• They are charismatic.
  • They have interpersonal skills.
  • They know how to introduce a product or service.
  • They always keep an ear open to prospect new opportunities.
  • They like swiping credit cards.
  • They have a survival mindset.

Case & Point: ClickFunnel’s ‘Gold Digger’ Campaign

ClickFunnels is a technology company founded by Russell Brunson (a salesperson). The ClickFunnels software gives users tools to build landing pages for their products and services.

Recently ClickFunnels launched a new advertising campaign. While the first minutes was good, they hit on a number of common mistakes that occur when a salesperson gets involved with ad-creative.

For your review, here is ClickFunnel’s “Gold Digger” ad campaign.

The Good

  1. Font’s with a background color, “Meet Steve”, really stand out and are easy to read. Because of it, I don’t have to try and interpret text that overlays on a busy work environment – it’s more comfortable to the eye.
  2. The ad is entertaining. The first minute throws us for a loop with the “gold digger”. This then spirals into a call for the American Dream – to be your own boss and make a living for yourself. Additionally, bravo on hitting those social ques (“that’s what they all say”, “90% of Debbie fails”). The gasps, throat clearing, and sound effects were spot on.
  3. The bridge from the intro scene to the boardroom educating the viewers how business has changed over the years was smooth (although not a best practice – more on that below).

Now that I’ve paid my respect to the kind folks at ClickFunnels, it’s time to dig into the mistakes made with this ad.

The Bad

  1. It begins as a brand awareness video, then a research video, then a 4-minute sales video.
  2. The advertisement is over 4 minutes long (I’m willing to bet it has an awful %-watched rating).
  3. ClickFunnels, ClickFunnels, ClickFunnels. They didn’t spend enough time talking about the customer and helping them achieve their goals. Instead it was a 4-minute rant on drilling “ClickFunnels” into the viewers’ head.

That’s it. There wasn’t a lot of bad qualities about the advertisement, but the weight of its mistakes completely destroyed the potential behind this video ad. It’s been about 10 days since first seeing the advertisement and there have been no other variations that have reached me.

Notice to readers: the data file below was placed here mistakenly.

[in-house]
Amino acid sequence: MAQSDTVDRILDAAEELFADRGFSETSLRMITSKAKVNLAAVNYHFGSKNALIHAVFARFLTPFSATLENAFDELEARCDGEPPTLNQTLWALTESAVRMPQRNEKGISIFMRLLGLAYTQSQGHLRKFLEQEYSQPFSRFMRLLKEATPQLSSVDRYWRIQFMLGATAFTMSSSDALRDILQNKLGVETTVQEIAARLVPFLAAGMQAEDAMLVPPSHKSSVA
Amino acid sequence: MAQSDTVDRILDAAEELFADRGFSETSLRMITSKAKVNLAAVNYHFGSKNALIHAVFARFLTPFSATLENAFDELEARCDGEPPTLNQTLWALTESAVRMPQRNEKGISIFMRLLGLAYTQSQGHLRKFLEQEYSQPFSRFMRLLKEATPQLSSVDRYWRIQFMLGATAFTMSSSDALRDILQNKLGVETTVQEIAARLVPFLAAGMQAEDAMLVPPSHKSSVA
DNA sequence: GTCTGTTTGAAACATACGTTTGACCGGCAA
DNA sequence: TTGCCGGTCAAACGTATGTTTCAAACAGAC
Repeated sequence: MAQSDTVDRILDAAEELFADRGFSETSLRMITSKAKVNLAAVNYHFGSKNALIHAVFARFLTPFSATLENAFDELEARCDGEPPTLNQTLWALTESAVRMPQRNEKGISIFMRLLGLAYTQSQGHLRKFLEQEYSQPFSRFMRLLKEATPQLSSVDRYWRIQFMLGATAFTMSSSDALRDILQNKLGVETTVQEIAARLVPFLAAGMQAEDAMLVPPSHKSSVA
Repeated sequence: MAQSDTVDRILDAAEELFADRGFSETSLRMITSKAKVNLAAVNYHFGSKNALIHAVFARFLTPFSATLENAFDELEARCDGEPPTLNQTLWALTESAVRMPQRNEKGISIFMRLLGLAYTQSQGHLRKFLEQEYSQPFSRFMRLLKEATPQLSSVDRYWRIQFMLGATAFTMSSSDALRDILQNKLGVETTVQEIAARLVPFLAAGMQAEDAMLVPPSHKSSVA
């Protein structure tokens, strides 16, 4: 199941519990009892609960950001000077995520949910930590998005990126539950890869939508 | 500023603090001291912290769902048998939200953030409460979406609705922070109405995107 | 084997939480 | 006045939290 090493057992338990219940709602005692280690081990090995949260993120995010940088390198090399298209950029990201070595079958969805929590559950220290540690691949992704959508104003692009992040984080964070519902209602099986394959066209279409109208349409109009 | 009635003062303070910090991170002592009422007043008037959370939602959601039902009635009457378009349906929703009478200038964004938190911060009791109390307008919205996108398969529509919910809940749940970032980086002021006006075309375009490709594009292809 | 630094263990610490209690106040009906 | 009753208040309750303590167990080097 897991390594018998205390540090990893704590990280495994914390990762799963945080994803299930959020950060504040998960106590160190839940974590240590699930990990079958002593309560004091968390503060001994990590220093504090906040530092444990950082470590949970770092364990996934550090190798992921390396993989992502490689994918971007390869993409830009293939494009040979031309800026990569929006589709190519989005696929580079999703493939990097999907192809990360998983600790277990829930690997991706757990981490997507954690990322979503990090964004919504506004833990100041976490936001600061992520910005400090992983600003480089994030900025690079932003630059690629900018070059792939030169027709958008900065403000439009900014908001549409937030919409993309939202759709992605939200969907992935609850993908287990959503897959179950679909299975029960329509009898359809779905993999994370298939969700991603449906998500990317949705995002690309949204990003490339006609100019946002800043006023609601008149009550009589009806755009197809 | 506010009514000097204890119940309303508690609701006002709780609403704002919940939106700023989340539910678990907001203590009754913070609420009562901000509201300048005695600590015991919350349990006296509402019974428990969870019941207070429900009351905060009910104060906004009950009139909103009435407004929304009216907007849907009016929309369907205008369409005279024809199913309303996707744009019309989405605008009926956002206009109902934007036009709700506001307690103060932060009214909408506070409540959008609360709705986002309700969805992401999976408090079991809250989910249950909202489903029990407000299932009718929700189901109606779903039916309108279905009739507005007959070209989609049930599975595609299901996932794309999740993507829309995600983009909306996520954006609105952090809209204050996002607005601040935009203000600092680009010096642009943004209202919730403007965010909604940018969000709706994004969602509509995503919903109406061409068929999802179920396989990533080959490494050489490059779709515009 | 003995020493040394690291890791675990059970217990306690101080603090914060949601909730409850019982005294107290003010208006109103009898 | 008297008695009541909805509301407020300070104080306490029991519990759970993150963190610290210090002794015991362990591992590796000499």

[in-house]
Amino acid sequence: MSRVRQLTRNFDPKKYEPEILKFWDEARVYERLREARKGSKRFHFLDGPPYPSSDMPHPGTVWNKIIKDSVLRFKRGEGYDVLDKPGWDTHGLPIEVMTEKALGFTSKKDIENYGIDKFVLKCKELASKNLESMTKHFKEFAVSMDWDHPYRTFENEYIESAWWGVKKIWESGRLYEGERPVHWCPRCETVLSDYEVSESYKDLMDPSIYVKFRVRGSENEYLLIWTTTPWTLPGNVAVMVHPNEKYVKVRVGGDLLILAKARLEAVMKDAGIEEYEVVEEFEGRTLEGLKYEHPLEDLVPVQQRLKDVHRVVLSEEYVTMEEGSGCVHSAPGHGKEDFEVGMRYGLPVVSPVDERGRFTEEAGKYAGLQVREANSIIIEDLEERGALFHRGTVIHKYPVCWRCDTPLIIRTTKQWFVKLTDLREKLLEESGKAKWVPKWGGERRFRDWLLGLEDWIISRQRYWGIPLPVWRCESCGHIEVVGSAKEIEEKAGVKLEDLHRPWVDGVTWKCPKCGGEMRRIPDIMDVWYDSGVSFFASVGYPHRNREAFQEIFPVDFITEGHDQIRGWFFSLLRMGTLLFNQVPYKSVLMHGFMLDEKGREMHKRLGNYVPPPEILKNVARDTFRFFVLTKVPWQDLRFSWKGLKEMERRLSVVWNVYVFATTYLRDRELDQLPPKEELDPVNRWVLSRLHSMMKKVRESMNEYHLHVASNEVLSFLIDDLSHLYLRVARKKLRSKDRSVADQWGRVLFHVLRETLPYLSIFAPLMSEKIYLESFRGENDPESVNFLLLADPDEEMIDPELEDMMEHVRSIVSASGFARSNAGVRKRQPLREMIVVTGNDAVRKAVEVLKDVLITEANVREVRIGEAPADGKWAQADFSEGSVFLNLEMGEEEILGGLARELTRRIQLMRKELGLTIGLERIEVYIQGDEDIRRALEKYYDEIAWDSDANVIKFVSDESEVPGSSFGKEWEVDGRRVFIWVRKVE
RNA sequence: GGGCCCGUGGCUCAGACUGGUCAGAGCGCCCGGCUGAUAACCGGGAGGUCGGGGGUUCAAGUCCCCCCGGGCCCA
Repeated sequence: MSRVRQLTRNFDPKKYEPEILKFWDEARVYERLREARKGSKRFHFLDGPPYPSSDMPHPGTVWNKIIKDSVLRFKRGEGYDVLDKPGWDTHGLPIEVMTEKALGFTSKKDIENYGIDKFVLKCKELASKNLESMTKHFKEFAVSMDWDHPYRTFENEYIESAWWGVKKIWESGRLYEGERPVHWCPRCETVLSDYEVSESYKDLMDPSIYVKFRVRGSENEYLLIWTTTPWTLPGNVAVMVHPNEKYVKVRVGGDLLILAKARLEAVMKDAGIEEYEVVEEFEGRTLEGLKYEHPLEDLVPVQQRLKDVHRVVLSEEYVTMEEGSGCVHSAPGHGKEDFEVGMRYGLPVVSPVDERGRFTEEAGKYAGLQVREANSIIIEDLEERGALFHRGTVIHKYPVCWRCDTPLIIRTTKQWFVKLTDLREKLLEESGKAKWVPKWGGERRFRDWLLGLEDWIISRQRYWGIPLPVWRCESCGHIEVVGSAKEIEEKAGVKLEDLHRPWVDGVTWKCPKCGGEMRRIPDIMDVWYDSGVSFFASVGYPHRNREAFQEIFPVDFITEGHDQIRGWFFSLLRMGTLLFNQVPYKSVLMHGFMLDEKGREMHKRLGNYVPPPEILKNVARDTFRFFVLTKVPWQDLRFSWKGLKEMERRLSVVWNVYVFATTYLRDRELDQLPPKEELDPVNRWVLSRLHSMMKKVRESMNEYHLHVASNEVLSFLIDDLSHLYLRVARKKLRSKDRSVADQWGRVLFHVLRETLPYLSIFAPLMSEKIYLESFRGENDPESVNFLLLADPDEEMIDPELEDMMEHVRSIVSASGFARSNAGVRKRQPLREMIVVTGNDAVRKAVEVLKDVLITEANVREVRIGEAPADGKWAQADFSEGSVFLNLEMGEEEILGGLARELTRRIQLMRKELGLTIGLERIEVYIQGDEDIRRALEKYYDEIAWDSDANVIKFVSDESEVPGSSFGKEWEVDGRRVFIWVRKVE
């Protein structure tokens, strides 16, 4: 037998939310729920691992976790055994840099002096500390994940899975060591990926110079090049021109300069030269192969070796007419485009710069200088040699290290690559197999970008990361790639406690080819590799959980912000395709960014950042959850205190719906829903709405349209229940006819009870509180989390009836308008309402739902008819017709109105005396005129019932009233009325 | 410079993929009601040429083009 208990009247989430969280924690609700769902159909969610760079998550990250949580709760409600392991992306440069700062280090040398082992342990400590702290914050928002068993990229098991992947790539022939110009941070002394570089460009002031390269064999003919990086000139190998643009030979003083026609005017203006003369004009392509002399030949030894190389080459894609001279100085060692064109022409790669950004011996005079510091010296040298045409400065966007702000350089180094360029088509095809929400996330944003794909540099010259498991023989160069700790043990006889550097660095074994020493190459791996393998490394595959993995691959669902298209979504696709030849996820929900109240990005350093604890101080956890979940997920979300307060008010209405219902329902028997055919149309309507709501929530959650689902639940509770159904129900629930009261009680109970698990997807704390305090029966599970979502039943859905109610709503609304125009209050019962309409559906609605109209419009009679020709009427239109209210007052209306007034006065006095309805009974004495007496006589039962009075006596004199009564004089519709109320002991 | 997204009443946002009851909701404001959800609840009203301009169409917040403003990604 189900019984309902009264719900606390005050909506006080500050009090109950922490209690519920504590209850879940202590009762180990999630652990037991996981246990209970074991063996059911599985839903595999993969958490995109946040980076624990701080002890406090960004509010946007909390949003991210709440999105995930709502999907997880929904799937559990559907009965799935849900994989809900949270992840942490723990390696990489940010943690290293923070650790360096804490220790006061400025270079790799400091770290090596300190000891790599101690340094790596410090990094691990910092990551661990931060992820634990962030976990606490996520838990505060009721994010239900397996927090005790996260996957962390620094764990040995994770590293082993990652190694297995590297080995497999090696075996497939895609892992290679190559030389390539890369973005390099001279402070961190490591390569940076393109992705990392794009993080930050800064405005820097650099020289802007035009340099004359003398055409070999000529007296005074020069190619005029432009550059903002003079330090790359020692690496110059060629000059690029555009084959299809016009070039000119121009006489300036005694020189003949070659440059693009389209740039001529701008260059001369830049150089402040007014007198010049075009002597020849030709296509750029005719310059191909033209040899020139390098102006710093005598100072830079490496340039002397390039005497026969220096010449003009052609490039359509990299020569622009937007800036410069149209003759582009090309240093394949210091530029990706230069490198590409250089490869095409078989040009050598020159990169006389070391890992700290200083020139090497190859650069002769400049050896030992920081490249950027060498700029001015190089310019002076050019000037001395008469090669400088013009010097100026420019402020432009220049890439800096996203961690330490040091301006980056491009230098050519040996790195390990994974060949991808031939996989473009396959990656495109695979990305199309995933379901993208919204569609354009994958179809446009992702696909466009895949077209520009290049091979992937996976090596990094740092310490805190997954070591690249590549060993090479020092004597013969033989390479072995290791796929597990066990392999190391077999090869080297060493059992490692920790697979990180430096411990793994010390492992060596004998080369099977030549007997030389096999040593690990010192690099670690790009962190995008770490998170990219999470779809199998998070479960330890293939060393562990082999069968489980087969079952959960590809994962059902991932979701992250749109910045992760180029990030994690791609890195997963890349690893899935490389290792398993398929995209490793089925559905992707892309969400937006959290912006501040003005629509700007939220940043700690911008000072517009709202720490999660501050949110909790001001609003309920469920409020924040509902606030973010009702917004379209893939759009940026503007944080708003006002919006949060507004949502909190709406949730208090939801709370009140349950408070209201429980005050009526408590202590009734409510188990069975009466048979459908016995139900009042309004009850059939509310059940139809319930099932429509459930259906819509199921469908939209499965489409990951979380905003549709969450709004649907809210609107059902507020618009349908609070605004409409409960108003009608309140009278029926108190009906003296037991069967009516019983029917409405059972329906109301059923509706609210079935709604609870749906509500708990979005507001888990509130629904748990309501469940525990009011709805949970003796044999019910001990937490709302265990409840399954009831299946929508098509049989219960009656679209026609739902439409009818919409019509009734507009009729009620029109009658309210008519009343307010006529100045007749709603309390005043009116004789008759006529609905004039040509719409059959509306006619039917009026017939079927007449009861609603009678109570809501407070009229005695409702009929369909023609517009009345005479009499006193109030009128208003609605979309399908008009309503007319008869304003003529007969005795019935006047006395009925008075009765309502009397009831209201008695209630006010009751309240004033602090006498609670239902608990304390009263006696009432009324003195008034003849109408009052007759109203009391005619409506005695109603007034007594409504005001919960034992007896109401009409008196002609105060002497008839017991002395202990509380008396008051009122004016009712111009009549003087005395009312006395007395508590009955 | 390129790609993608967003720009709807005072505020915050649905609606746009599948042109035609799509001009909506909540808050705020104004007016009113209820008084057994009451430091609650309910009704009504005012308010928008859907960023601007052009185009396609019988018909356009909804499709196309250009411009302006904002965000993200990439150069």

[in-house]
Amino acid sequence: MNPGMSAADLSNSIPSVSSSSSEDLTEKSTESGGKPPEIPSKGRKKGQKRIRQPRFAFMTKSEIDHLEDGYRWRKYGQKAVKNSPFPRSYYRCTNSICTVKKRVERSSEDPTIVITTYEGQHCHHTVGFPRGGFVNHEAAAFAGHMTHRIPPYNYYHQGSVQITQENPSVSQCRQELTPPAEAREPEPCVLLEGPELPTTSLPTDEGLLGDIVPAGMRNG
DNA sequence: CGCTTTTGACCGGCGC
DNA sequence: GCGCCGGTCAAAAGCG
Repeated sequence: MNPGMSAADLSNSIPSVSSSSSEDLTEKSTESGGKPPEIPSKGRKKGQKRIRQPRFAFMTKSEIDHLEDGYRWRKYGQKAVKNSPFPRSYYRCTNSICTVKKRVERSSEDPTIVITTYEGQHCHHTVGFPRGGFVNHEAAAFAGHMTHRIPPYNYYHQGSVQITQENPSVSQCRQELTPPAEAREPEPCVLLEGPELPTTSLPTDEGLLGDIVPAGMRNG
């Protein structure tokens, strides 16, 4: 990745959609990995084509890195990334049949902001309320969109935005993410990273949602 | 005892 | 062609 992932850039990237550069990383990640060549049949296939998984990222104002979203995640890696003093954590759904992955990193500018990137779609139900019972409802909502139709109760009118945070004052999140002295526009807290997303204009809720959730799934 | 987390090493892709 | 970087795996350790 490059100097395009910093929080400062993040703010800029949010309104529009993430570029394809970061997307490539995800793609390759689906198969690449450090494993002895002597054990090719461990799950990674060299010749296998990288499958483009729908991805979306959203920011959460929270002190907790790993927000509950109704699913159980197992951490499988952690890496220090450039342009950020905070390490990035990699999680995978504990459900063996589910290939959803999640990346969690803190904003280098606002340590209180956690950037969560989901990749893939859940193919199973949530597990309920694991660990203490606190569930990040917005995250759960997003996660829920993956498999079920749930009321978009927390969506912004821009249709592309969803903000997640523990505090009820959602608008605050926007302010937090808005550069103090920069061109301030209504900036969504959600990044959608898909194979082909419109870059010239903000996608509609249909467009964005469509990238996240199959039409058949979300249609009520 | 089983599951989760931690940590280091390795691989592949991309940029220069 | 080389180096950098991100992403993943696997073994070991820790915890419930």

A Better Case: Frosted Flakes “The Great!” Campaign

Kellogg’s Frosted Flakes commercials have been making an impact over YouTube this year. As you might recall last year (2016), the Toronto Blue Jays were doing really well in the MLB. The team was trending on Google and fans across Canada were filling pubs, sharing beers, and showing their team spirit. It was then that Kellogg’s launched “The Great!” campaign.

This campaign was very well received and continues to run on YouTube to-date (November 2017). It’s clearly a brand awareness video and doesn’t attempt to sell you Frosted Flakes. Compare this to the ClickFunnels video and it’s night and day.

Summary – Build Campaigns with a Focused CTA

Campaigns aren’t new to the human race. ClickFunnels started this whole jargon trend around “funnels”, but many of their claimed terms and strategies are traditional marketing practices. This leaves me wondering why campaign management is so displaced and foreign in today’s modern digital world. Maybe it’s the millennials coming out of the woodwork and figuring marketing out for the first time. Either way, the truth remains that campaigns work best when a specific type is chosen (for example ‘brand awareness’) and the marketing team stays committed to one CTA at a time.

If you want insight on the sort of metrics and properties you should track for a campaign, Salesforce’s Campaign Field definitions are the most definitive I’ve found.

Ultimately your campaigns should be slotted into your existing CRM system. Use a distinct set of properties and fields to help you load and run more campaigns.